• Shop around for the best mortgage deal.
  • Weigh up the benefits of overpaying your mortgage versus investing.
  • Use a credit card to benefit from buyer protection, but pay off the balance as soon as possible. 
  • Avoid payday loans or other expensive borrowing. 

DIYMoney can help:

  • if you’re unsure whether to invest or clear debt
  • we outline the two most powerful debt-reduction strategies
  • we help you put your debt in the context of your overall financial plan


Everyone of working age should have insurance, particularly if they have a family. The main types are:

  • Life cover, which pays out a lump sum on death.
  • Critical illness, which pays out if you are diagnosed with a serious medical condition.
  • Income protection, to replace your salary if you are unable to work long-term.

You may have some cover through your employer, but is it likely to be enough? Taking into account lost earnings and pension contributions, could you (or your dependants) still live a comfortable lifestyle if the worst happened?   

DIYMoney can help:

  • decide how much cover is appropriate for your circumstances
  • how the cover should be structured between Life Cover and Illness Cover versus Income Protection
  • how your emergency funds and pension plans interact with your protection requirements


Investing for the first time can be daunting, but there is an investment option out there for everyone. To get started:

  • Use your Stocks and Shares ISA allowance. You can invest up to £20,000 per year and the returns are free of tax. 
  • Take an appropriate amount of risk based on your goals, personal attitude, and the amount you could afford to lose. 
  • Ensure your investments are well-diversified.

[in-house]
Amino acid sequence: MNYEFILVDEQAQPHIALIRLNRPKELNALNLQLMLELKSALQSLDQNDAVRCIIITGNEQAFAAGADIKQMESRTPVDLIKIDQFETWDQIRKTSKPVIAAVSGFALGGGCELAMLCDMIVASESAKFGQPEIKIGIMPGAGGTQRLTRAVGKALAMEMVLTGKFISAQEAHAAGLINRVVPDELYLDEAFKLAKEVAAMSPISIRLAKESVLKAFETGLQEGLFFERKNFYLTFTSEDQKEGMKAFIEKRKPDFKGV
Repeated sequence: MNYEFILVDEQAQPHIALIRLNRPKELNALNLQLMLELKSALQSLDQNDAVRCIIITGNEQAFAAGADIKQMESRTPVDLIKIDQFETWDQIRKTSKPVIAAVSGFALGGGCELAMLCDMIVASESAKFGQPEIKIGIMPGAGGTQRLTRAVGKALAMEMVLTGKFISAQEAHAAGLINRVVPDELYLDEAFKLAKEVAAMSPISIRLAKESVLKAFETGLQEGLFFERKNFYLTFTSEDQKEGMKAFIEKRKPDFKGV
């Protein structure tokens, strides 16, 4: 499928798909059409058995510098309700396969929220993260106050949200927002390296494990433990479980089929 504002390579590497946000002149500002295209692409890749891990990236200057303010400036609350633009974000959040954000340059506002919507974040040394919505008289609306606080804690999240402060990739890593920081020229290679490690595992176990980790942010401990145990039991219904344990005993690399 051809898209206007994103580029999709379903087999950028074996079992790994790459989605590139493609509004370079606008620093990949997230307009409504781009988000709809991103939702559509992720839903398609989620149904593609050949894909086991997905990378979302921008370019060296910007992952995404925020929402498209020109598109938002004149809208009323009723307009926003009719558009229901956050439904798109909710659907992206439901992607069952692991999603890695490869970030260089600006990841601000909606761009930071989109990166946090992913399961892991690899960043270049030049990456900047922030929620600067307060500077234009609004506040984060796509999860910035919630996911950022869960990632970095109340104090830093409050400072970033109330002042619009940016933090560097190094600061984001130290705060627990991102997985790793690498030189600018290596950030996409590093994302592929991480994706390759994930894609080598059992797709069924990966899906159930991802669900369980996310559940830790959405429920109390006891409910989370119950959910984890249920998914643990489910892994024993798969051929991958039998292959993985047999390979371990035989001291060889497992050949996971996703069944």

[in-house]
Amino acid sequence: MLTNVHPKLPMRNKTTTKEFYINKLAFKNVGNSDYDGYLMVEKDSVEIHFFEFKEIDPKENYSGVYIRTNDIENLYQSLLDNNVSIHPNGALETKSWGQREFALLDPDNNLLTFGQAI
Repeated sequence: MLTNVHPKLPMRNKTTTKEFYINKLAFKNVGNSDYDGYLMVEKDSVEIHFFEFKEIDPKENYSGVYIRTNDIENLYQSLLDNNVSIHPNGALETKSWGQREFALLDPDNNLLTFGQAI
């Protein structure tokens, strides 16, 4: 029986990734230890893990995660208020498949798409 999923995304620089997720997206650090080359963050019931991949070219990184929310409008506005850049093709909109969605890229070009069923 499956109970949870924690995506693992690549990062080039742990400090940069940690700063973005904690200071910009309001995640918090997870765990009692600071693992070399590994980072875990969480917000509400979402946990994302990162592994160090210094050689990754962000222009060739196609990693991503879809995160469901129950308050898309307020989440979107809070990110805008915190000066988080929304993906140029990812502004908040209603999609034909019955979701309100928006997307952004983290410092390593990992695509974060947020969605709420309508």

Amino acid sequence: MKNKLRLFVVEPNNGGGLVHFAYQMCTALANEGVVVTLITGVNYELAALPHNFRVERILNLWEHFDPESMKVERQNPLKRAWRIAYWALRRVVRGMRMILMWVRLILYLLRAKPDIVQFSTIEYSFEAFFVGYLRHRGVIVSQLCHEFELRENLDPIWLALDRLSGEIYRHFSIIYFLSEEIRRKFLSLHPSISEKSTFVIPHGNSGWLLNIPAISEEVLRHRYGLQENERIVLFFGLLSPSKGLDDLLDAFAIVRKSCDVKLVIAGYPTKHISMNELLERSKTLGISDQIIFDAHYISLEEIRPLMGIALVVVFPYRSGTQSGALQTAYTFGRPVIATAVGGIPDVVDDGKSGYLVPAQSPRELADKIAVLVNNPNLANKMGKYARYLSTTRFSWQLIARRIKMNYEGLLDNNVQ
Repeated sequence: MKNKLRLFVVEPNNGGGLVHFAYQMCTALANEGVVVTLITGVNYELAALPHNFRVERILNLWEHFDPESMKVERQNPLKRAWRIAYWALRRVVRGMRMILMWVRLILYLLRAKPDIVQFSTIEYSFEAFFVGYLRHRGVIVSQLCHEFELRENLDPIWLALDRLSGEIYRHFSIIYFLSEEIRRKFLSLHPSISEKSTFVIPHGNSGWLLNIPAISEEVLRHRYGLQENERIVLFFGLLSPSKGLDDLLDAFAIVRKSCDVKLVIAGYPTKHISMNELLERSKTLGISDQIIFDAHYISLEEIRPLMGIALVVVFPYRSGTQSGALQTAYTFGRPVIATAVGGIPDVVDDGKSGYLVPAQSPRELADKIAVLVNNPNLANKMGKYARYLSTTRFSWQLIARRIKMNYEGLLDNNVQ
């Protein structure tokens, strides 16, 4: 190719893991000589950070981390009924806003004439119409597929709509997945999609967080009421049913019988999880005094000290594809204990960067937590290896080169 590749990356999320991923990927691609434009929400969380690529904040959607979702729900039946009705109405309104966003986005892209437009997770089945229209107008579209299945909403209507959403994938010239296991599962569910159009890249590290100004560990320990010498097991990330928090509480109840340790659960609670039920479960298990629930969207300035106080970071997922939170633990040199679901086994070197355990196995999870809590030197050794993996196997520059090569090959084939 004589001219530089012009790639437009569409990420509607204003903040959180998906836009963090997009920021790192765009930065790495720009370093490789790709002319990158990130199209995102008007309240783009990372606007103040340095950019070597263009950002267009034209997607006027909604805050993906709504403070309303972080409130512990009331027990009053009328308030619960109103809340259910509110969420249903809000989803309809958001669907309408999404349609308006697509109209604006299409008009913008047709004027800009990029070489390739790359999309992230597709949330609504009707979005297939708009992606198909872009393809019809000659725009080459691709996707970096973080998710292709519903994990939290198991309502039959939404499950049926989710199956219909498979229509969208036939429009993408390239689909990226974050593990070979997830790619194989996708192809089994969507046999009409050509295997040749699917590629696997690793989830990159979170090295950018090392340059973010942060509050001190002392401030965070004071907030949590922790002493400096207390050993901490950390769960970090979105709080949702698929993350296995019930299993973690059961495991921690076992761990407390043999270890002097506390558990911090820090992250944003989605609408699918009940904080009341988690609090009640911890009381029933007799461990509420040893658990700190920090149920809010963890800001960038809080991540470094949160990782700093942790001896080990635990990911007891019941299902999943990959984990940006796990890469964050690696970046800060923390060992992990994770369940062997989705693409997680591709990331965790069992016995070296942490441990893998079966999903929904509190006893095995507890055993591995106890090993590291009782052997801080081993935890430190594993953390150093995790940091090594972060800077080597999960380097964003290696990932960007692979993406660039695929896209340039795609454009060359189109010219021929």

Generally index-trackers or multi-asset funds are good choices for novice investors, as they limit the amount of active involvement required. Asset allocation and selection is taken care of behind the scenes, so all you need to do is choose the right fund.

DIYMoney can help:

  • understand how your investment strategy should reflect your risk profile
  • how investing is the engine which funds your financial future
  • understand how funds work, and why they’re the right approach for most investors


Pensions are highly tax-efficient and offer a great way of saving for retirement. To gain the benefits:

  • Make sure you join your workplace pension if you have one available. Not only will you receive tax relief on your own payments, but your employer will also contribute.
  • You can also make higher contributions, or even set up your own personal pension if you would like to target a larger retirement fund.
  • Ensure your fund is invested mainly in equities, particularly if you are more than ten years from retirement. 
  • Increase your contributions every year. 

DIYMoney can help:

  • understand the role of pensions in a well-designed Financial Plan
  • understand how pensions work, why they work like that, and how to use them most effectively
  • work out whether it’s best to consolidate your plans into one, or whether to leave them untouched
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Richard Martin-Redman